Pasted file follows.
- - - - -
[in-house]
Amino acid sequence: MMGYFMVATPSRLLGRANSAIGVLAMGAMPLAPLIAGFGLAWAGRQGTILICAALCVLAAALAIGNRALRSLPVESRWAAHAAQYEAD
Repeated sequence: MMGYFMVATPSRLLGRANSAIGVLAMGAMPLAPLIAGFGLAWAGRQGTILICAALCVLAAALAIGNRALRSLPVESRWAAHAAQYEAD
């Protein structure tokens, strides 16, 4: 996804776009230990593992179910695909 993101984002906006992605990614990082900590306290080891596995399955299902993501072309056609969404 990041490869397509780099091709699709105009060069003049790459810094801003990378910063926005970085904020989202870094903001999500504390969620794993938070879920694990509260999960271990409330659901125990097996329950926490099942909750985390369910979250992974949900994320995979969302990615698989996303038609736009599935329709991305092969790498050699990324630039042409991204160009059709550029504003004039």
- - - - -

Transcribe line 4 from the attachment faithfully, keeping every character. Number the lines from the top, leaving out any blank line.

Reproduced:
């Protein structure tokens, strides 16, 4: 996804776009230990593992179910695909 993101984002906006992605990614990082900590306290080891596995399955299902993501072309056609969404 990041490869397509780099091709699709105009060069003049790459810094801003990378910063926005970085904020989202870094903001999500504390969620794993938070879920694990509260999960271990409330659901125990097996329950926490099942909750985390369910979250992974949900994320995979969302990615698989996303038609736009599935329709991305092969790498050699990324630039042409991204160009059709550029504003004039």